So it was a complete collapse of trust and I think on both sides, because the White House now at this point has no faith that Boehner represents anybody, even Cantor. Who is he leading? And Boehner’s guys are like, “Well, these guys are pulling the rug out from under us at every opportunity.” …
It’s just at a really sour point, and in that regard, it’s sort of shocking that they were able to put something together again, because what ultimately happened was the Senate — which at this moment is a bastion of rationality compared to the House — Mitch McConnell, the Republican leader [from Kentucky], holds a press conference and says, “I’ve got this idea for how we can get this done so the Republicans don’t have to vote to raise the debt limit.”
It was like this Rube Goldberg contraption that would let the debt limit go up, solve their problem, but Republicans would never technically have to vote to approve it. And Harry Reid and the White House kind of latch onto this as the lifeboat is being lowered to them.
The problem, though, is they’ve still got to get budget cuts, because Boehner has set these terms that he’s not going to increase the debt limit without budget cuts. So they’ve got to figure out how to put that together. So they do a trillion dollars over 10 years, budget caps — that’s accepted fairly easily. That was going to be part of the deal anyway, and they need another 1.2 I believe, and the question is, how do you get to those savings?
So Harry Reid, the Democratic leader in the Senate, has an idea for that, and he says: “Why don’t we create a special committee? We’ll just let them do it.” So that last week becomes a marriage of these two sort of Rube Goldberg, “Get Out of Jail Free” things to sort of patch together.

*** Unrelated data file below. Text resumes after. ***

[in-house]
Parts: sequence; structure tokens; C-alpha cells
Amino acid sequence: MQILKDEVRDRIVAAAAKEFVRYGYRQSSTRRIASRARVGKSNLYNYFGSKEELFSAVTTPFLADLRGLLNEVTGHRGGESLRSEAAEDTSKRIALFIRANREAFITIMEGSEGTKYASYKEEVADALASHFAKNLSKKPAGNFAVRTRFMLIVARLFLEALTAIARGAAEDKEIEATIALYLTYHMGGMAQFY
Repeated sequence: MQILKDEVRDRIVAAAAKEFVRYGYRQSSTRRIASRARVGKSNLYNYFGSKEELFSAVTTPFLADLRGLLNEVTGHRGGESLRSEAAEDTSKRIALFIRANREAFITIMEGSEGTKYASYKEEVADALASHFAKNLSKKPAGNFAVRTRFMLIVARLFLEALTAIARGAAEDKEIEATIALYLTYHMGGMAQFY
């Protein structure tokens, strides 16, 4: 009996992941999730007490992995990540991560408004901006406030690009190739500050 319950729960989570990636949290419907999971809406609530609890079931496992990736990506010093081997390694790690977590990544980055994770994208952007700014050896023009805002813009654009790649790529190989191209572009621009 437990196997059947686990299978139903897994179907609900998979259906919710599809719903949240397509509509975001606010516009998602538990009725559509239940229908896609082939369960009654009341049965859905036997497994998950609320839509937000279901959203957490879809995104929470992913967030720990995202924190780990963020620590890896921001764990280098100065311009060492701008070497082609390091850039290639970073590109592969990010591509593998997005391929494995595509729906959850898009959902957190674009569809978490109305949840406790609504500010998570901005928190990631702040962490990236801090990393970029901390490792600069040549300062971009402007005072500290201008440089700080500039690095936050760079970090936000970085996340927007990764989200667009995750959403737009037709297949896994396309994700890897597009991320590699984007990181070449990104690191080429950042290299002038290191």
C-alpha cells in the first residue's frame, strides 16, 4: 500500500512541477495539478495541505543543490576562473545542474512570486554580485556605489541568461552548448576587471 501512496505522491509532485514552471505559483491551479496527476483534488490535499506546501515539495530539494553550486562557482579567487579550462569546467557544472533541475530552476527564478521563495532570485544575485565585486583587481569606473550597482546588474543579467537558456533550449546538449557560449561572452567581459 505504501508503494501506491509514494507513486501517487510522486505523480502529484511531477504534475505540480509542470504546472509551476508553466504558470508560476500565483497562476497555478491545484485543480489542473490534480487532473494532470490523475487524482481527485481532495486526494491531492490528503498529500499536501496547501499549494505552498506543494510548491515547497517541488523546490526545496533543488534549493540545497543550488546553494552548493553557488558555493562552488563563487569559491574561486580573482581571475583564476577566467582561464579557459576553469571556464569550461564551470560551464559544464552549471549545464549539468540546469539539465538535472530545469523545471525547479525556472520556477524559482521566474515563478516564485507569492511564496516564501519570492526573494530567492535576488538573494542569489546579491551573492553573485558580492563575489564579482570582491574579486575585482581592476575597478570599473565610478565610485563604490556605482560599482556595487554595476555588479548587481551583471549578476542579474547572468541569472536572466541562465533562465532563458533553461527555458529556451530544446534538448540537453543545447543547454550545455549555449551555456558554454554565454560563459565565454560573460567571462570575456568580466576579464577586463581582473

The problem then becomes, how do we force ourselves to deliver on this extra savings? And they get dredged back down into a whole taxes-versus-spending argument over that, over the trigger.
In the end, Boehner will not accept a trigger that would automatically raise taxes, and we get this automatic sequester that cuts the defense department and cuts domestic agencies. And the Democrats suggested this thing because it’s like, “… We think that automatic cuts to the Pentagon will be very painful to you, so that will force you to come to the table on a balance deal to get the rest of this money that we’ve agreed to do.” So that’s in the end how they patch it up.
And it gets kicked down the road beyond the election, so one of the things [Obama] feared the most, which was we’d be litigating this —
In the middle of the election, doesn’t happen, that’s right.
… The super committee meets, and in the end, here we go again. They can’t come to an agreement on what ought to be cut.
No, they can’t. Well, they can come to an agreement on cuts; they can’t come to an agreement on taxes.
On revenue, right.
And everybody could see the consequences at that point were a year off, so nobody had high hopes for that. And Boehner asked Paul Ryan to serve on it, and Paul said, “You know what? I think I’m going to sit this one out,” because it was not intended to work. It was intended to get them out of the box they were in on the deadline.